Illegally Delicious Plum Preserves Infused with Tonka Bean

plums in paper bag

I was raving about plums almost exactly a year ago and guess what, I’m still a huge fan of this slightly overlooked stone fruit. Since they are in season, you can get them on the cheap now and that’s exactly what I did.

The result: a new addition to my rapidly expanding jam collection. This time, it’s a thick plum preserve with no added sugar and an extra layer of flavor thanks to shavings of a firm, dark brown and somewhat wrinkly seed resembling a woody raisin: the tonka bean.

I haven’t even heard about this spice until my mother-in-law gave me a few pieces recently. Have you? This is what I’ve found out since:

This haute cuisine ingredient is actually the seed of the cumaru or kumaru tree, a plant native to Central America and Northern South America.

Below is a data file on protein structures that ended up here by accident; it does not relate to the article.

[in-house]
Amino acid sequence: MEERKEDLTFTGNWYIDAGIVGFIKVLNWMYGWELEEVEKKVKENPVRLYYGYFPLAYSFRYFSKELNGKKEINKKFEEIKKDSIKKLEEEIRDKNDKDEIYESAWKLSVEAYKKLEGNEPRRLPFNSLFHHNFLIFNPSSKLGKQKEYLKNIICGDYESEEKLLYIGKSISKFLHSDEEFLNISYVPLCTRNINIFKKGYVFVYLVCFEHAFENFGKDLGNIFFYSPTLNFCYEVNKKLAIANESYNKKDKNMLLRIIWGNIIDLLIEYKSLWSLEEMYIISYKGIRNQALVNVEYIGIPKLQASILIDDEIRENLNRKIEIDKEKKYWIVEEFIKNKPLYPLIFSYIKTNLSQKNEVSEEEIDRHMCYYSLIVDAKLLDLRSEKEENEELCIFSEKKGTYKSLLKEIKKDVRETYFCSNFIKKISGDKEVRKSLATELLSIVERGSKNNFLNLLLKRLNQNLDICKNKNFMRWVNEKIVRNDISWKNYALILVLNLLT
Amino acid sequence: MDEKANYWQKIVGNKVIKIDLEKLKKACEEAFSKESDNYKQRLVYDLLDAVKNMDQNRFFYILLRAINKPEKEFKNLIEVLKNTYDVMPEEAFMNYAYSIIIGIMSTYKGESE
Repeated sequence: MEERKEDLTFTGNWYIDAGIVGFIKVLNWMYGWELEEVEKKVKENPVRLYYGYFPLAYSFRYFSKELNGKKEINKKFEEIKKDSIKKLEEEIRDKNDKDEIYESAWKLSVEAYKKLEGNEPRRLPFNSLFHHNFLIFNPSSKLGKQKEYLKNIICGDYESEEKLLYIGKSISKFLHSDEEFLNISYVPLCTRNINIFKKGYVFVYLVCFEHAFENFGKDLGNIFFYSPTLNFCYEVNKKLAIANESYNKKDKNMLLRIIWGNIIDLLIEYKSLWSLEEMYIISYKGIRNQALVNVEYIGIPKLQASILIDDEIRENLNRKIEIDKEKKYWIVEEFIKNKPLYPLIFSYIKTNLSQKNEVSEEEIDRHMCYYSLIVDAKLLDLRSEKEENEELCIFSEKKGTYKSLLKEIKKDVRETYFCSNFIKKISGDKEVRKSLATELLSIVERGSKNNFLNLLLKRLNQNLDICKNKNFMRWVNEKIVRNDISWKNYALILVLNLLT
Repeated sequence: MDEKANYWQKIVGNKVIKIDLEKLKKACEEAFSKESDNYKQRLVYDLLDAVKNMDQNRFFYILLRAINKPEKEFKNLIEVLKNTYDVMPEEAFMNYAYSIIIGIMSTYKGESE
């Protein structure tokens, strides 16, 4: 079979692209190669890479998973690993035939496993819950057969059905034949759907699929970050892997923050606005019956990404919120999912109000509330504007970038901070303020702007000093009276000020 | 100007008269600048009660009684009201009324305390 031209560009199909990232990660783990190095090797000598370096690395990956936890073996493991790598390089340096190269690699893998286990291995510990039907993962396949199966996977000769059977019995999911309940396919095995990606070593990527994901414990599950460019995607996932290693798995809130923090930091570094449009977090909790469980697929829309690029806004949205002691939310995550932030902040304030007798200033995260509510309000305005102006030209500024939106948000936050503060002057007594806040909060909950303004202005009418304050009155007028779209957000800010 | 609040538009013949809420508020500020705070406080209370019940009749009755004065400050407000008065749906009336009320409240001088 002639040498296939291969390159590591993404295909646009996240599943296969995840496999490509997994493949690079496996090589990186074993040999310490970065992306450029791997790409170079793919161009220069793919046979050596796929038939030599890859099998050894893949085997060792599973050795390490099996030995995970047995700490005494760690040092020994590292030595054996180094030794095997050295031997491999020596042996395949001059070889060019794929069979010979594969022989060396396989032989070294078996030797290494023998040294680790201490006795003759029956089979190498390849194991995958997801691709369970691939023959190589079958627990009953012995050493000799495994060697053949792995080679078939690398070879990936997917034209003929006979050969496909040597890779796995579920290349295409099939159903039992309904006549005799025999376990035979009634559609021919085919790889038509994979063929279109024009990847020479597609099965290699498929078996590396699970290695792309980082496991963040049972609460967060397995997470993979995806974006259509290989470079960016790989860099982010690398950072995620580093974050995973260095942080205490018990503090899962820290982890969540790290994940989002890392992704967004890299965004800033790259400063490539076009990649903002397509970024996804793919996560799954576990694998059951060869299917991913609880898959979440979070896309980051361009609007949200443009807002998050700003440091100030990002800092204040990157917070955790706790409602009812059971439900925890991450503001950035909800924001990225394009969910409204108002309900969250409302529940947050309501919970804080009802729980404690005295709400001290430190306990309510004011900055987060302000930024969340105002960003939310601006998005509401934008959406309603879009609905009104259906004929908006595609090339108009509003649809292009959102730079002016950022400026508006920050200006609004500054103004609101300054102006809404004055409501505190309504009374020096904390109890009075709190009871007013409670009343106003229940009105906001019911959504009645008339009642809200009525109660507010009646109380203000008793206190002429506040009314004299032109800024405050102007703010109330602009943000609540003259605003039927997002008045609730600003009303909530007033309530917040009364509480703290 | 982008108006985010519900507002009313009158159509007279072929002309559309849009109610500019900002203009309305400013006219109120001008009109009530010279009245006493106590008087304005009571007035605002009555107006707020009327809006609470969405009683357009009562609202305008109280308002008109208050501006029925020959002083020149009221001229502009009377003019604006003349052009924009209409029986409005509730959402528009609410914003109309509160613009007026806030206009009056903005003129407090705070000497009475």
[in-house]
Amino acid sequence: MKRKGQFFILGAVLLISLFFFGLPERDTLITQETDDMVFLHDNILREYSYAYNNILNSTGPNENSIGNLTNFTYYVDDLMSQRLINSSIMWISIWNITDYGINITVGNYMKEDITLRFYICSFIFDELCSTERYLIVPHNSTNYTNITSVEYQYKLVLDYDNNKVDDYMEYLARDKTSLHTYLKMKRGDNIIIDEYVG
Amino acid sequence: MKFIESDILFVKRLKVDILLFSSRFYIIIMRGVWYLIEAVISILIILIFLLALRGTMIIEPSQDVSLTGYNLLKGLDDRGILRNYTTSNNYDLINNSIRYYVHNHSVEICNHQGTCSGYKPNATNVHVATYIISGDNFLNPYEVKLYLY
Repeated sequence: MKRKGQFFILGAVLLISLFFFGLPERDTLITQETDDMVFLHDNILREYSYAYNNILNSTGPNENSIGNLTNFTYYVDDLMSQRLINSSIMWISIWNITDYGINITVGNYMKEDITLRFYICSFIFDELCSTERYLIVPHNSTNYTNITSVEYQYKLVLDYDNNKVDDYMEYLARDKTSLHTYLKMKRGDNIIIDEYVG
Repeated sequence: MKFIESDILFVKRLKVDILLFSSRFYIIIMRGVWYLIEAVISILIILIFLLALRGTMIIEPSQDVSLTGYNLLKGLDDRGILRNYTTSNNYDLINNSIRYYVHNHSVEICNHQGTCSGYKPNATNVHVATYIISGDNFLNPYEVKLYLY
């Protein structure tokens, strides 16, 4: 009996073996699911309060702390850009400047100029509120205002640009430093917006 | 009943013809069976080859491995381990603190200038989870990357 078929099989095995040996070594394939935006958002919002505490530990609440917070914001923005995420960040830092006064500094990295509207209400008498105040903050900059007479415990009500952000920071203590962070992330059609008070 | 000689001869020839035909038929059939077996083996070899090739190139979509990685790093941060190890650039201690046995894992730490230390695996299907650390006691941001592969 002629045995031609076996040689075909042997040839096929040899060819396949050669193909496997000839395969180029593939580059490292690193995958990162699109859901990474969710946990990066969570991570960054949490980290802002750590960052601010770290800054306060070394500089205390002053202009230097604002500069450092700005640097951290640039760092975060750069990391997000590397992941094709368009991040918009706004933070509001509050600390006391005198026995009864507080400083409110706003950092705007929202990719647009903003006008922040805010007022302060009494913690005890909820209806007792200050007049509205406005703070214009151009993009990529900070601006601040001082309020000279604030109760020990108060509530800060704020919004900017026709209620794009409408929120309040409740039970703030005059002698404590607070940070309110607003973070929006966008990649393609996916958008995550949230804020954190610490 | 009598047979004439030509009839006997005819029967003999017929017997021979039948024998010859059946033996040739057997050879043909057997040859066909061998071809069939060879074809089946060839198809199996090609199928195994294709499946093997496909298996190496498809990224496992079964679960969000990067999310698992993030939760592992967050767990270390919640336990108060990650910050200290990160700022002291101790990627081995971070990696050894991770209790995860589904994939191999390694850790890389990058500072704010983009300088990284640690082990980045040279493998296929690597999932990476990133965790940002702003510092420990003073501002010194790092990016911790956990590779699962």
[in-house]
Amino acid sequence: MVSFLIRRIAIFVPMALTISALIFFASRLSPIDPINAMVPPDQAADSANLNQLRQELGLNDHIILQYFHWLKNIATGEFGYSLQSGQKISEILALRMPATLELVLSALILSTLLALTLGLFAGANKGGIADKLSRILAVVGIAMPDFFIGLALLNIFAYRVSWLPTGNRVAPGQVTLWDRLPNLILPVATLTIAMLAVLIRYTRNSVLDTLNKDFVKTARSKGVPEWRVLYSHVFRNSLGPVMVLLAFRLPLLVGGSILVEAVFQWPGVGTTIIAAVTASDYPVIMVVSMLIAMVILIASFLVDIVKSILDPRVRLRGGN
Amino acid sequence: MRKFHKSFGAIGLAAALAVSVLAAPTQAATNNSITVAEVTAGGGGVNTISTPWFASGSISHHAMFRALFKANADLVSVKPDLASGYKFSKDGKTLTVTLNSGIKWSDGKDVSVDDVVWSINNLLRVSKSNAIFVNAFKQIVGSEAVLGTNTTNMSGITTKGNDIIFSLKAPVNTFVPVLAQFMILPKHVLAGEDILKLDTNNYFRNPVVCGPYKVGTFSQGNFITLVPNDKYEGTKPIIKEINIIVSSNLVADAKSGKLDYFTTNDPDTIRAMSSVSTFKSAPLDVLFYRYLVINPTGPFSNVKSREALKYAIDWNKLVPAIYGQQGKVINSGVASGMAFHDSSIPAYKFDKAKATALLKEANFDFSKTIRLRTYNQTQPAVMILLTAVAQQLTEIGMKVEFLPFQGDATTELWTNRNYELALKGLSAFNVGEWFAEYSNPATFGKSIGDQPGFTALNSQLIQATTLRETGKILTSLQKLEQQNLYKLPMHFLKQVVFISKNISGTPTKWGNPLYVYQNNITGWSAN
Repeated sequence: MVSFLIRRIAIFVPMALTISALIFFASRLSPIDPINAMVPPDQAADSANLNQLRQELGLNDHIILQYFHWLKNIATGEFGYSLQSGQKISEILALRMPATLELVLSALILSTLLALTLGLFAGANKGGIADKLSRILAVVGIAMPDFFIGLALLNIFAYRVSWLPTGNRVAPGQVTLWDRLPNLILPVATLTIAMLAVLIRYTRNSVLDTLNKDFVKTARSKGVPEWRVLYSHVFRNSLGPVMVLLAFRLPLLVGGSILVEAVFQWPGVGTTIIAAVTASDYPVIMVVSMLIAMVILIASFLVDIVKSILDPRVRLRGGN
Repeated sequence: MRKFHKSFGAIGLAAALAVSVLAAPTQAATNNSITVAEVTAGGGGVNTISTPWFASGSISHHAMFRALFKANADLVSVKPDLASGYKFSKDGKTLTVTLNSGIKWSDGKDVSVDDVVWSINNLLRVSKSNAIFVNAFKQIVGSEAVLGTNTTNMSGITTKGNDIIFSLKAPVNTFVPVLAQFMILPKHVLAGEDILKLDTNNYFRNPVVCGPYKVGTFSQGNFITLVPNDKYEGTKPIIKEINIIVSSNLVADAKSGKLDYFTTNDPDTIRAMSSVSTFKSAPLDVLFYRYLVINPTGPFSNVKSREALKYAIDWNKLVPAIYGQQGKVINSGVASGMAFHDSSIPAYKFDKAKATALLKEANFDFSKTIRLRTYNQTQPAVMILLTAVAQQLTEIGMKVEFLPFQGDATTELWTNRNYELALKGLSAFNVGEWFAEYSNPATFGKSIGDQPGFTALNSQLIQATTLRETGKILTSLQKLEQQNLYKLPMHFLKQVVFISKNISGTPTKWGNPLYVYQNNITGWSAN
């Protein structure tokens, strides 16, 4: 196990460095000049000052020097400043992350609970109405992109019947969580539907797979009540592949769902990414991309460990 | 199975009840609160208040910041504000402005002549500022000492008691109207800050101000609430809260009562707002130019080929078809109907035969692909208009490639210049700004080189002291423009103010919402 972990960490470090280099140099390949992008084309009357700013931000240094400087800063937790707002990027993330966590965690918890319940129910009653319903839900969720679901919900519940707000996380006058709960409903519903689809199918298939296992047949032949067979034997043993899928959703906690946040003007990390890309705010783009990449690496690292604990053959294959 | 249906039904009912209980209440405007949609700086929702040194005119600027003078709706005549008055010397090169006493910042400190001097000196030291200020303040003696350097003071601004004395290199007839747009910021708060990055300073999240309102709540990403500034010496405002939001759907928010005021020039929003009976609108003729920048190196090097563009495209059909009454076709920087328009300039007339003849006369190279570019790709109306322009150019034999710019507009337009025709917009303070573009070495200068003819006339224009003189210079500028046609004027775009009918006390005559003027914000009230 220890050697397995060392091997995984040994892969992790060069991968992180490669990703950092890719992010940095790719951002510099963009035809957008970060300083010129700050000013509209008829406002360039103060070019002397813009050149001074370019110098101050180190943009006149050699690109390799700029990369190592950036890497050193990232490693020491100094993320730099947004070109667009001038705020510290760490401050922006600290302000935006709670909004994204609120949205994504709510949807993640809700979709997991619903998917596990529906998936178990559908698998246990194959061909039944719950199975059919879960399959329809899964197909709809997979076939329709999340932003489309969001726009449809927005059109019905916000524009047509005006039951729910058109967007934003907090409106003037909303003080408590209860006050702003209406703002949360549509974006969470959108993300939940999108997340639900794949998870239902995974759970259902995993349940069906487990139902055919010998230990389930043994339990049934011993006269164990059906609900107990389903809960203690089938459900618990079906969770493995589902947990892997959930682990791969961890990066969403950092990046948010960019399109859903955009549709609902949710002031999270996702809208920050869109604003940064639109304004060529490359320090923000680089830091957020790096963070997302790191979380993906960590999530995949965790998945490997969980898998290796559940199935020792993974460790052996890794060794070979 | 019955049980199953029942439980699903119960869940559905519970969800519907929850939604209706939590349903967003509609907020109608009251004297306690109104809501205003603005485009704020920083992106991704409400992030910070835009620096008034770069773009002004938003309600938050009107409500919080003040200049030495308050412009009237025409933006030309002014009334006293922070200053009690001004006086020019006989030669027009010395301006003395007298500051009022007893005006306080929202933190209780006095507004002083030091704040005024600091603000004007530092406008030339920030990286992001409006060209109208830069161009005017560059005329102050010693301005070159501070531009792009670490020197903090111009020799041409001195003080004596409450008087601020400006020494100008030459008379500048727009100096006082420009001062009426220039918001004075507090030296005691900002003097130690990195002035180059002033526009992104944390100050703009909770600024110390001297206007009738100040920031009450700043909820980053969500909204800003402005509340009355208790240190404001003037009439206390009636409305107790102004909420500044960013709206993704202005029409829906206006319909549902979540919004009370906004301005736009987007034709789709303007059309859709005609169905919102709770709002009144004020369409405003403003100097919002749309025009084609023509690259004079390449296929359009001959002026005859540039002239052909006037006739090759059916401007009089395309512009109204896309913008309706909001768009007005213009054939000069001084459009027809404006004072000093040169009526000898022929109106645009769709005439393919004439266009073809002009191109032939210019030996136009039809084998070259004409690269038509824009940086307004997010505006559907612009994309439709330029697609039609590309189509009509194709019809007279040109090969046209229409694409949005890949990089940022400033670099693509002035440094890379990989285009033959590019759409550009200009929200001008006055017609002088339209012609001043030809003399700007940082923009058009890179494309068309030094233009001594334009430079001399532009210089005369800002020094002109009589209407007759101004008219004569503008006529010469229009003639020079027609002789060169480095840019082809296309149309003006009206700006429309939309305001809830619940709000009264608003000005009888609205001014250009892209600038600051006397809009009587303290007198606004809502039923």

tonka beans

Tonka beans have been banned by the FDA for sale in the U.S. as a food item because they contain coumarin, a chemical that is believed to cause liver problems. In extreme concentrations, that is: at least 30 entire tonka beans would need to be eaten to approach levels reported as toxic, when a single bean is enough to flavor 50 servings of food.

Coumarin has since been found to occur naturally in cinnamon, lavender, licorice and other commonly eaten plants too by the way, which are, to my knowledge, still freely available. Seems to me as a rather overreaching ban, no?

“Dreaded” coumarin is responsible for the seed’s unique, complex and very pleasant odor coveted by the perfume industry for centuries: a rich, heady, fruity aroma somewhat similar to vanilla. Just the twist my humble plums needed! Lucky it’s legal here.

I wanted this jam to be not sweet. I’d like to try it with meat (duck and game come to mind instantly) and use it in desserts that call for some tartness. When you don’t add sugar, you need to increase the cooking time a great deal to ensure your jam won’t spoil. And that’s where a crock pot comes into play: the low and slow temps and the nonstick pan allows you not to stand next to the batch all day.

It’s hard to tell the exact time it takes for the plums to break down completely and thicken, but be advised it’s not a quick process. I turned the slow cooker on early on a Saturday morning, and it was already getting dark outside when I sealed the jars. It’s time intensive, but not labour intensive in return.